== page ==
Grade 10 Guatemala Trip Update – Day 3

Day 3: March 6, 2018
Once again I slept very well – this exhaustion thing really has its benefits.  The kids did not all sleep as well… I will get to why momentarily.  As I am now awake and at the peak of my energy (it is 11:40 a.m. as I start to write), I am going, as promised, back to yesterday.  So after our afternoon arrival and incredible tour by Greg we settled into our rooms for an hour break.  The girls are nine – shared in two connecting rooms with most girls in one room – all in one building. The five boys are together in one room – this is very much bunk house style and us staff are in the same building. Suffice to say noise travels in the still and quiet air far from the city. 

Dinner was in our communal hall – maybe 20 meters from the sleeping buildings – this building also houses the toilets and showers (we are allowed one 5 minute shower per afternoon). We had delicious and fresh frittatas – all made with fresh vegetables and eggs raised at Somos (they have 45 chickens and they like lettuce – who knew?). Then Greg gave us a slide presentation and orientation – it truly is remarkable to see that this land was nothing but 7 years ago and now it is a thriving collection of buildings serving not only the women and their families it was built to serve, but the many locals that work at Somos.  Greg’s talk was very interesting… but… he mentioned and showed a photo of a scorpion (not deadly just painful like a wasp sting), which do live in the area. Suggesting students shake out clothing, bedding and shoes… and apparently there are some venomous snakes in the area.  Once mentioned there were no ‘backsies’ and even though Greg mentioned these were both rare and not to worry… did I mention some of the kids did not sleep well?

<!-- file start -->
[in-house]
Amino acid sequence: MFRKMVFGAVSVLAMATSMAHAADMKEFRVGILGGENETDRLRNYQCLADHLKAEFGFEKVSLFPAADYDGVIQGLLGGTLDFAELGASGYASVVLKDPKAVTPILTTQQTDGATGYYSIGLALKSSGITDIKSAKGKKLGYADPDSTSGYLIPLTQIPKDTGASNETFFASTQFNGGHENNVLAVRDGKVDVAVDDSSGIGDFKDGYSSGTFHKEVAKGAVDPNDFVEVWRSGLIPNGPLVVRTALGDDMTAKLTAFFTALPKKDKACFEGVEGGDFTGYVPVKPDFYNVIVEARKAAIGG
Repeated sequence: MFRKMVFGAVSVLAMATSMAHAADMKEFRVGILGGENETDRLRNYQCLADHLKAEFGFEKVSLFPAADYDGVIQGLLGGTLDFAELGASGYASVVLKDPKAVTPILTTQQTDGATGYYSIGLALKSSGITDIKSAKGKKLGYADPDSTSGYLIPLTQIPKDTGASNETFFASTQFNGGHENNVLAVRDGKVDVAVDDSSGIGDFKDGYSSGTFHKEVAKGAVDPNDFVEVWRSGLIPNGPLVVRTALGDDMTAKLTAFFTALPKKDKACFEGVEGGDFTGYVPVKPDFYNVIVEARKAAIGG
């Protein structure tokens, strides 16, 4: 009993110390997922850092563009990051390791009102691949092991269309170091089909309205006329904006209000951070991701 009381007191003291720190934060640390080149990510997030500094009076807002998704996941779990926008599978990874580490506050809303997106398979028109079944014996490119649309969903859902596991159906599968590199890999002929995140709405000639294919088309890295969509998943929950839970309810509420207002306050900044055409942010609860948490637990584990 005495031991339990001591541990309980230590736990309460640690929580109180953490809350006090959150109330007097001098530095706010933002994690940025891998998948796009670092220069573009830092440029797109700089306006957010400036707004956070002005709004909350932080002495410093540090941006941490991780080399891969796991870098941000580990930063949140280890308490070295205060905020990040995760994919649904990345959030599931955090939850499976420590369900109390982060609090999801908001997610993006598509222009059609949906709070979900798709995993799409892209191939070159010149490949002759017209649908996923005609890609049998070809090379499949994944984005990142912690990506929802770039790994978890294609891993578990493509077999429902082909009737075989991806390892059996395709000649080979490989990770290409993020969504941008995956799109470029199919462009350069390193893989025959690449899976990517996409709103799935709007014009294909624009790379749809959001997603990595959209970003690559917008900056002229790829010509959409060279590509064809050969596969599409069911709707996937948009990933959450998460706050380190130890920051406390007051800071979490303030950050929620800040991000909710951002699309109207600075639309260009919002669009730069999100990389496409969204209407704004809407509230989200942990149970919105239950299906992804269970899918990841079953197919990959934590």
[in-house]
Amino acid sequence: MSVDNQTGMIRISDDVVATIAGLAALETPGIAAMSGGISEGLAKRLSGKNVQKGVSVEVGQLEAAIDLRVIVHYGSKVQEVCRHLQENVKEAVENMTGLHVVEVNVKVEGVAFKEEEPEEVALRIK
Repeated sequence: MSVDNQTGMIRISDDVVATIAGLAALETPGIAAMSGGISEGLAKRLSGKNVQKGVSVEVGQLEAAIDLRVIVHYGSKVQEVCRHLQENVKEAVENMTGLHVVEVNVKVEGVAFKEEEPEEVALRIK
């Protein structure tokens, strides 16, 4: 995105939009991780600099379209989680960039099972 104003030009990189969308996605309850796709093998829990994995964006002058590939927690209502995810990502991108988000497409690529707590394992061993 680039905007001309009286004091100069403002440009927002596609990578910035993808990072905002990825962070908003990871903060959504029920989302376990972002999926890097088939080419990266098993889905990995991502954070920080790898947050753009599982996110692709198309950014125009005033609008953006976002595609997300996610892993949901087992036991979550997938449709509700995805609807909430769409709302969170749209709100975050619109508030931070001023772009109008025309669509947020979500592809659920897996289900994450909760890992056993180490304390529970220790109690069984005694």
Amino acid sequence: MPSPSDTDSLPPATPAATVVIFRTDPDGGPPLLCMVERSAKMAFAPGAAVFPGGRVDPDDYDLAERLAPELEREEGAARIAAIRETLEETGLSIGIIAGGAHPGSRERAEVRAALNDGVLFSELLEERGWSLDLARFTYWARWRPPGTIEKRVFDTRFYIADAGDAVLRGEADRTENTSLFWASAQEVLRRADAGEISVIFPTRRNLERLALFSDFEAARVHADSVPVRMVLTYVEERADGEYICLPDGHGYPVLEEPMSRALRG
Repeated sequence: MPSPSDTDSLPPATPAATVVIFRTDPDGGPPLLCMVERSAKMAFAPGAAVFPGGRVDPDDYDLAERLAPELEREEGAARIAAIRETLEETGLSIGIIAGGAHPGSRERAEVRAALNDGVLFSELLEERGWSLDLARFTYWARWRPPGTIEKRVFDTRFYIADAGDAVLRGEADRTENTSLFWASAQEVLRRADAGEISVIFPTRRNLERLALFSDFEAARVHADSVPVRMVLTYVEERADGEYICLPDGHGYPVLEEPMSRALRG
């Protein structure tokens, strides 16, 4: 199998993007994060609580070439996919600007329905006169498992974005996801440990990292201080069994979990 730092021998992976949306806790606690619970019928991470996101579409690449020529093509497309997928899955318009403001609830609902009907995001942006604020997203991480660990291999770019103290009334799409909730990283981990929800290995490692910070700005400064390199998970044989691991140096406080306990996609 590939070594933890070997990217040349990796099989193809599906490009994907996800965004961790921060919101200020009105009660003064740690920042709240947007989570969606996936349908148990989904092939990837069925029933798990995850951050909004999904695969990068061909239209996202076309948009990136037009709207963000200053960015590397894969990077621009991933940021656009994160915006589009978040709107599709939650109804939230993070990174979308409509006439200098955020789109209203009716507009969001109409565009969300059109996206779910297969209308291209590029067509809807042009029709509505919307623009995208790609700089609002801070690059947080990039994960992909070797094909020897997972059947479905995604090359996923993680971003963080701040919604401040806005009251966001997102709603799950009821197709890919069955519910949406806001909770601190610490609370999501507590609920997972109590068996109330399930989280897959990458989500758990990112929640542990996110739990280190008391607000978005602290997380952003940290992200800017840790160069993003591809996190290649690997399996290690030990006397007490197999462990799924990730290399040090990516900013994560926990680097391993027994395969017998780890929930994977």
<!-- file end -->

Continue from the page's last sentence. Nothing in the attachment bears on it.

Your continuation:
So even with little sleep in some cases, the students again arrived on time for the 7:30 a.m. oatmeal breakfast that included lots of fresh fruit (for those of you who are concerned for my well-being, Rabbi Berger bought a small box of Froot Loops which I am saving in case of desperate times – such as the serving of Israeli Salad). Just after 8 a.m. the kids were organized into work groups and I walked with Esther for a couple of hours checking on their work, then I retreated to my laptop as Esther joined the fray. Rabbi drove with Greg into town to work on getting us some more food supplies and equipment.
So here is how it works.  We (and by that I mean everyone else – my old back is sadly far past is expiration date) will work from 8 a.m. to 12 p.m. and from  1 p.m. to 5 p.m. People will work in different areas as they choose or so as to rotate people to try different things. This morning there were four assignments. One assignment will always include the kitchen and community hall, one was agriculture, one was preparing a new house for a new family as well as working with the local children on English and the last involved making cement and plastering walls for a new washroom building at the playground. In total we expect six shifts – two today, two tomorrow and two on Friday. Thursday is a special day and we will go see some local Mayan ruins, a local market and then work with children as on this day they open up the village to the local area children too as a playground is not something one finds in this region. To keep you in our rhythm the bell has just sounded, it is 12 p.m. and lunch is upon us. Kids are arriving – here are some quotes: "so fun plastering…it was good and hard", "fantastic, can’t wait to do it the afternoon", "kids were fun to play with", "really good, a lot of work and very rewarding – inspiring to work with the local Mayans – they work so hard".